A Clearinghouse: The Solution to Clearing Up Confusion in Gene Patent Licensing

By Baltzer, Kourtney | Harvard Journal of Law & Technology, Spring 2011 | Go to article overview

A Clearinghouse: The Solution to Clearing Up Confusion in Gene Patent Licensing


Baltzer, Kourtney, Harvard Journal of Law & Technology


TABLE OF CONTENTS

I. INTRODUCTION
II. WHY GENE PATENTS SHOULD NOT BE BANNED
III. STEPPING STONE TO CLARITY: RESOLVING CONFUSION IN
  PATENT TERMINOLOGY AS APPLIED TO BIOTECHNOLOGY
IV. THE SOLUTION: A BIOTECHNOLOGY CLEARINGHOUSE
  A. A Patent Pool: Not the Best Solution
  B. A Clearinghouse: Higher Probability of Success
    1. Providing an Online Searchable Database
    2. Overseeing Licensing Deals
    3. Standardizing Licensing
    4. Setting Licensing Prices
    5. Incorporating Know-How Licensing
    6. Monitoring and Enforcing Licensing Deals
    7. Establishing an Alternative Dispute Resolution System
    8. Divvying Royalty Payments
V. ESTABLISHING THE CLEARINGHOUSE
  A. Membership Fee Schemes
    1. Unequal Fee Scheme
    2. success-Based Fee scheme
    3. Advertisement-Based Funding
  B. Patent Holder Membership is Key
VI. CONCLUSION

I. INTRODUCTION

ALL THE MEANS OF ACTION-- THE SHAPELESS MASSES, THE MATERIALS-- LIE EVERYWHERE ABOUT US. WHAT WE NEED IS THE CELESTIAL FIRE TO CHANGE THE FLINT INTO TRANSPARENT CRYSTAL, BRIGHT AND CLEAR. THAT FIRE IS GENIUS ! (1)

--Henry Wadsworth Longfellow

Although it is safe to assume that Longfellow was not writing about the patent crisis plaguing the biotechnology industry, his words are appropriate to the current situation. over the past half-century, innovations within the genetic diagnostics sector have increased by leaps and bounds. We now have the ability--"[a]ll the means of action"--to detect whether a person has inherited the genes associated with a certain disease well in advance of the onset of any symptoms. Patients who choose to undergo these genetic tests can subsequently take preventive measures that might stave off a disease that they are likely to develop. However, patient access to such tests has been limited due to the intellectual property protection granted to diagnostic tests and the underlying genes--creating a barrier between patent holders and laboratories that would otherwise offer these genetic tests. (2) We have "the shapeless masses, the materials" to diagnose patients with these diseases, but "What we [still] need Is the ... transparent crystal"--the solution to increasing patient access to genetic testing.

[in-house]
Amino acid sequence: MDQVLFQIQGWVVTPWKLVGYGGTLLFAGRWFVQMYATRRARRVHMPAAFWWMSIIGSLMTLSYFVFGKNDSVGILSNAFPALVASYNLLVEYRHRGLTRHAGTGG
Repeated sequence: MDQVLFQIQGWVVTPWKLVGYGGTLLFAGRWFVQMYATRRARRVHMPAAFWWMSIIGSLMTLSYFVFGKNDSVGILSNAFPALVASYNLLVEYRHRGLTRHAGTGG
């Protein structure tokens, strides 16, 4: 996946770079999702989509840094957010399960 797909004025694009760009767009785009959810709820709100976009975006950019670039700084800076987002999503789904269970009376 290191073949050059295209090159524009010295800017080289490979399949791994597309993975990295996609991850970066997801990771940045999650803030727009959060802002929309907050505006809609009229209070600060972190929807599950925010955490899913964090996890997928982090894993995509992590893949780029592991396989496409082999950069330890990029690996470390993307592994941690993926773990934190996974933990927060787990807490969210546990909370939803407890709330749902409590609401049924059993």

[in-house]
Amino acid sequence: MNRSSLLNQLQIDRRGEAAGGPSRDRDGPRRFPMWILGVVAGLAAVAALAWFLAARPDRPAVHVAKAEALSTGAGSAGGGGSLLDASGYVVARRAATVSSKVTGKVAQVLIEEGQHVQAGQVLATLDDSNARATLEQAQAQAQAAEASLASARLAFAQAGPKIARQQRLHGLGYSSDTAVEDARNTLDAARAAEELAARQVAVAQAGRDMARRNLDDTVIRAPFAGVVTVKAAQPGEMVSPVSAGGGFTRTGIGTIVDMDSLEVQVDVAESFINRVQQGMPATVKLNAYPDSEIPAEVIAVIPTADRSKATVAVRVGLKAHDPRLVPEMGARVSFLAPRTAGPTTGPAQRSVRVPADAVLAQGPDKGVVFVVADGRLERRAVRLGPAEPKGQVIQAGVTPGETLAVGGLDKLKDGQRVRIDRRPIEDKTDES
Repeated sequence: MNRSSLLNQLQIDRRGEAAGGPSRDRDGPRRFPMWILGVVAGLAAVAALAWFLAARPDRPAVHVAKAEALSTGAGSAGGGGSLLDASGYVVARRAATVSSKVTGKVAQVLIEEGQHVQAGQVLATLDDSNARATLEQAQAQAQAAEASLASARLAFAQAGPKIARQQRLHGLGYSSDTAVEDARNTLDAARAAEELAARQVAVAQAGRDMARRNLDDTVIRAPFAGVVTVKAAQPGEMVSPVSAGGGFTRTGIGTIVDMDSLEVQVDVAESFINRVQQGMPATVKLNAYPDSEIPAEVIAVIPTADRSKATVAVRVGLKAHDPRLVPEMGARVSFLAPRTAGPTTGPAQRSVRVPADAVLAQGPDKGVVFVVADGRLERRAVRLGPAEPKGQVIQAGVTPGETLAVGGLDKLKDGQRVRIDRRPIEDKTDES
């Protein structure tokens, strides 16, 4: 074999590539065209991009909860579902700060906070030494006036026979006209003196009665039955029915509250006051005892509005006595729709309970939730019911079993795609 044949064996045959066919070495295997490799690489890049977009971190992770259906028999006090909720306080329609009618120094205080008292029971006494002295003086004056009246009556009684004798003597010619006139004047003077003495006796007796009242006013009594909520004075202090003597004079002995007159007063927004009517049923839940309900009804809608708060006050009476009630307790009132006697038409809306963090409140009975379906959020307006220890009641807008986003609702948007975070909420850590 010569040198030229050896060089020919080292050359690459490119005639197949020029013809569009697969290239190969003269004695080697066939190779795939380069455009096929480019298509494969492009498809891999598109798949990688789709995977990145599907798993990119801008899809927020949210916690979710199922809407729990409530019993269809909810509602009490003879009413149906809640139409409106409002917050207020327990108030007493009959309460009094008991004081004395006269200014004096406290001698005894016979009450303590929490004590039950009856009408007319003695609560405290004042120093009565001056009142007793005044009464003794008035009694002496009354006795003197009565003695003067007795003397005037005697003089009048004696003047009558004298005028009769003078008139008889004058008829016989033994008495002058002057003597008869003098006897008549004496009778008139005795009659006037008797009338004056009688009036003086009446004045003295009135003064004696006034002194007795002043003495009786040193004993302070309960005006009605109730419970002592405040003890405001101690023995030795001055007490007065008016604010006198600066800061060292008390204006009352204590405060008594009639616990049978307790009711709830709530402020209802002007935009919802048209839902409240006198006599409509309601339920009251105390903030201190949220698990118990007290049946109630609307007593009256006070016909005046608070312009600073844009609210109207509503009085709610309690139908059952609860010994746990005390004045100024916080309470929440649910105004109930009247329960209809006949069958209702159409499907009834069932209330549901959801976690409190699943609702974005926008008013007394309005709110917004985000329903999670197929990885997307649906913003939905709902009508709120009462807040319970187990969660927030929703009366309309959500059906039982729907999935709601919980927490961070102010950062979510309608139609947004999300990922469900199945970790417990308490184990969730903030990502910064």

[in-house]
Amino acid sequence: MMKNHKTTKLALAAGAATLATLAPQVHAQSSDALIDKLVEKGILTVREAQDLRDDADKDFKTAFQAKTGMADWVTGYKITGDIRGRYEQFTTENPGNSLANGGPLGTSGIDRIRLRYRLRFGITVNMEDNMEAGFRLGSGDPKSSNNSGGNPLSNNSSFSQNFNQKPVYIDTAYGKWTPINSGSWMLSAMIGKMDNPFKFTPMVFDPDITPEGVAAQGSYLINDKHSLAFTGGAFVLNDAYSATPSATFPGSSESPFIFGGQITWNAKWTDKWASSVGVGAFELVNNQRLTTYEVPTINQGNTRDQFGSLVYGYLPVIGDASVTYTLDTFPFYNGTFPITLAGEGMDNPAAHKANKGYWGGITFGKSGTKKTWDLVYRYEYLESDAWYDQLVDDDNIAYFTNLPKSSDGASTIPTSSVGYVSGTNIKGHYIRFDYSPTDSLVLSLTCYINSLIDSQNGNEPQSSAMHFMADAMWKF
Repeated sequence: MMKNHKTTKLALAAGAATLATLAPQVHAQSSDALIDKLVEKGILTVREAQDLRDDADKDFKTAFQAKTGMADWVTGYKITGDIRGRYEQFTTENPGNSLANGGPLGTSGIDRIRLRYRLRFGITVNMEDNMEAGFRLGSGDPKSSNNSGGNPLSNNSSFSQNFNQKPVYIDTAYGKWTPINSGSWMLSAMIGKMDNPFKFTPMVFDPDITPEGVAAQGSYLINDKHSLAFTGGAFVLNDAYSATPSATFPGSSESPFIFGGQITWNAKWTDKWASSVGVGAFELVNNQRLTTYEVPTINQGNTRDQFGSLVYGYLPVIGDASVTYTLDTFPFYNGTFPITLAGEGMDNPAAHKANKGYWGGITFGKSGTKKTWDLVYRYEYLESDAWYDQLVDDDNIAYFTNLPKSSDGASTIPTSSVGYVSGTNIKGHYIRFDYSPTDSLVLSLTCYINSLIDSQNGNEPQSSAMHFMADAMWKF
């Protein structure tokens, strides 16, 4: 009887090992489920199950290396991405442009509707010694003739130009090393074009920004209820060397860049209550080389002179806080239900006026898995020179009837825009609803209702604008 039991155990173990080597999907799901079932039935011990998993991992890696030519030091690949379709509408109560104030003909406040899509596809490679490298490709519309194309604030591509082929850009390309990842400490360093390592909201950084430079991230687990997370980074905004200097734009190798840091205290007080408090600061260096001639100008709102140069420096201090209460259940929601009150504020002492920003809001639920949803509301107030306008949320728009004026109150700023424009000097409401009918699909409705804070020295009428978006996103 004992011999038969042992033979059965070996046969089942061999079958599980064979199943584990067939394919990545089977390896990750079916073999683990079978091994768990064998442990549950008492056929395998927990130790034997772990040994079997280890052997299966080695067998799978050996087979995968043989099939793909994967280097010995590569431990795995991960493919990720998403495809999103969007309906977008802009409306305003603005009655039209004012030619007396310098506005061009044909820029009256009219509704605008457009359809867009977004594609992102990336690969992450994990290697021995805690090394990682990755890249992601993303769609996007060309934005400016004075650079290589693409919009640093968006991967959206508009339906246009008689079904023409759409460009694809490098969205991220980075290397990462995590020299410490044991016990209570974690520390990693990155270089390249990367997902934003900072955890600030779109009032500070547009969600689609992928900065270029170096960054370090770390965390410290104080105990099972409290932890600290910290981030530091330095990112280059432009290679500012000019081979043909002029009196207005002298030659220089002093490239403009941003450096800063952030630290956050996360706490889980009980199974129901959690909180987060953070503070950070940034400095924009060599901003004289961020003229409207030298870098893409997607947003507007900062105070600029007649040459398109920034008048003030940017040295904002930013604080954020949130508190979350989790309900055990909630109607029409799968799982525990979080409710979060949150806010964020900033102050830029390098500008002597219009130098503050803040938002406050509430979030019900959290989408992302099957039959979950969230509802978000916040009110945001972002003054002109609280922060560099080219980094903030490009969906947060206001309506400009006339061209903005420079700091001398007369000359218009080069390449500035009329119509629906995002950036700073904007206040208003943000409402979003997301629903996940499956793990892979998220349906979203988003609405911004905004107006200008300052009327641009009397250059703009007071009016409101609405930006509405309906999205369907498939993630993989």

A gene patent can be one of three distinct types: (1) a diagnostic patent, (2) a composition of matter patent, or (3) a patent on functional uses. (3) Diagnostic patents typically cover all known methods of testing for a disease based on differences from a normal gene sequence. (4) Composition of matter patents cover a specific isolated and purified gene as well as any derivative products such as recombinant proteins or drugs. (5) Functional use patents typically claim methods or small-molecule drugs that are capable of up- or down-regulating the expression of a gene within a cell--ultimately affecting the gene's functioning. (6)

In the United States, there are approximately 40,000 patents related to human genes. (7) Although only 20% of the human genome is patented, (8) existing patents cover important genes such as those associated with hereditary breast and ovarian cancer, Huntington's disease, and muscular dystrophy. (9) The 40,000 gene patents also include methods and devices used in the diagnosis of genetic diseases. Innovations in diagnostic testing have led to the recent implementation of multiplex testing, which allows clinicians to screen a wide array of genes all at once, saving both time and money. However, the arrays of multiplex testing typically analyze hundreds or thousands of genes (10)--many of which a typical lab is not licensed to use. (11) Consequently, labs will decide to take one of two routes. Either they will forego the use of such tests, even though the technology is available, or they will complete the tests anyway and avoid reporting results on the genes they are not licensed to use. (12)

Gene patents may also be interfering with innovation in multiplex testing technology, as innovators may find it daunting to obtain licenses from all of the many different patent holders of genes that can be simultaneously screened. …

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A Clearinghouse: The Solution to Clearing Up Confusion in Gene Patent Licensing
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